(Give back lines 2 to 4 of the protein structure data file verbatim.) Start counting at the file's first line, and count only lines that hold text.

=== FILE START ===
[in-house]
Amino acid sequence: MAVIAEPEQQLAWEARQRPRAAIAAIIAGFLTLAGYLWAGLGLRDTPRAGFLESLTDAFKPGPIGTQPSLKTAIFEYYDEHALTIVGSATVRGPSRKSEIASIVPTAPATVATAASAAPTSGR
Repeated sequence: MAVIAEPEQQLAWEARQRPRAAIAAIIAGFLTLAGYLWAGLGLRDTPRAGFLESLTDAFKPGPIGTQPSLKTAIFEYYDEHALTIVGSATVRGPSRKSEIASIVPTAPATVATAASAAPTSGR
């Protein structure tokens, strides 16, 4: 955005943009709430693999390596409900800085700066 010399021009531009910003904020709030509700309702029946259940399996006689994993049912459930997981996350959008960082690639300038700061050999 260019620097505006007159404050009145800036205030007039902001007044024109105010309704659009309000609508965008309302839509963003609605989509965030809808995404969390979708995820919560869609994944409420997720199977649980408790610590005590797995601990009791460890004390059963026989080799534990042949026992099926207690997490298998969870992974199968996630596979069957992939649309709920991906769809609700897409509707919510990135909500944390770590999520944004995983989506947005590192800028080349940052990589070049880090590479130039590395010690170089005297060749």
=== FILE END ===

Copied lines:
Amino acid sequence: MAVIAEPEQQLAWEARQRPRAAIAAIIAGFLTLAGYLWAGLGLRDTPRAGFLESLTDAFKPGPIGTQPSLKTAIFEYYDEHALTIVGSATVRGPSRKSEIASIVPTAPATVATAASAAPTSGR
Repeated sequence: MAVIAEPEQQLAWEARQRPRAAIAAIIAGFLTLAGYLWAGLGLRDTPRAGFLESLTDAFKPGPIGTQPSLKTAIFEYYDEHALTIVGSATVRGPSRKSEIASIVPTAPATVATAASAAPTSGR
């Protein structure tokens, strides 16, 4: 955005943009709430693999390596409900800085700066 010399021009531009910003904020709030509700309702029946259940399996006689994993049912459930997981996350959008960082690639300038700061050999 260019620097505006007159404050009145800036205030007039902001007044024109105010309704659009309000609508965008309302839509963003609605989509965030809808995404969390979708995820919560869609994944409420997720199977649980408790610590005590797995601990009791460890004390059963026989080799534990042949026992099926207690997490298998969870992974199968996630596979069957992939649309709920991906769809609700897409509707919510990135909500944390770590999520944004995983989506947005590192800028080349940052990589070049880090590479130039590395010690170089005297060749």